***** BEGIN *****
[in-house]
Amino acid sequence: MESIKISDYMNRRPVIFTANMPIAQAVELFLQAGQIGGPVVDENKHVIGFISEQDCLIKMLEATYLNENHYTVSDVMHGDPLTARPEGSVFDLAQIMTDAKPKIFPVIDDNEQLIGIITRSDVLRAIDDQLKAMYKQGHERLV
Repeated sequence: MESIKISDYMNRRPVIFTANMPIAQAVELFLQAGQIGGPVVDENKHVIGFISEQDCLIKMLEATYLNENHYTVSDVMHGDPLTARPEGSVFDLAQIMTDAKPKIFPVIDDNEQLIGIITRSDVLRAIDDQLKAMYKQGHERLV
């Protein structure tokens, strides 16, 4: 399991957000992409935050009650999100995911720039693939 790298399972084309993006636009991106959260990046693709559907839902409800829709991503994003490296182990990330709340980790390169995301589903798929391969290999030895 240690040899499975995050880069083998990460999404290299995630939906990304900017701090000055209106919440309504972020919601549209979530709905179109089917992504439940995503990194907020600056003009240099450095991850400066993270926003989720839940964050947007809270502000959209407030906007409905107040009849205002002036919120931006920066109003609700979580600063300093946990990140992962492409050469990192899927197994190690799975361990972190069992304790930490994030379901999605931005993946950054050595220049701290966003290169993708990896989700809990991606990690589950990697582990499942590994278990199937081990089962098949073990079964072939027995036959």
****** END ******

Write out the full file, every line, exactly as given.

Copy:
[in-house]
Amino acid sequence: MESIKISDYMNRRPVIFTANMPIAQAVELFLQAGQIGGPVVDENKHVIGFISEQDCLIKMLEATYLNENHYTVSDVMHGDPLTARPEGSVFDLAQIMTDAKPKIFPVIDDNEQLIGIITRSDVLRAIDDQLKAMYKQGHERLV
Repeated sequence: MESIKISDYMNRRPVIFTANMPIAQAVELFLQAGQIGGPVVDENKHVIGFISEQDCLIKMLEATYLNENHYTVSDVMHGDPLTARPEGSVFDLAQIMTDAKPKIFPVIDDNEQLIGIITRSDVLRAIDDQLKAMYKQGHERLV
């Protein structure tokens, strides 16, 4: 399991957000992409935050009650999100995911720039693939 790298399972084309993006636009991106959260990046693709559907839902409800829709991503994003490296182990990330709340980790390169995301589903798929391969290999030895 240690040899499975995050880069083998990460999404290299995630939906990304900017701090000055209106919440309504972020919601549209979530709905179109089917992504439940995503990194907020600056003009240099450095991850400066993270926003989720839940964050947007809270502000959209407030906007409905107040009849205002002036919120931006920066109003609700979580600063300093946990990140992962492409050469990192899927197994190690799975361990972190069992304790930490994030379901999605931005993946950054050595220049701290966003290169993708990896989700809990991606990690589950990697582990499942590994278990199937081990089962098949073990079964072939027995036959």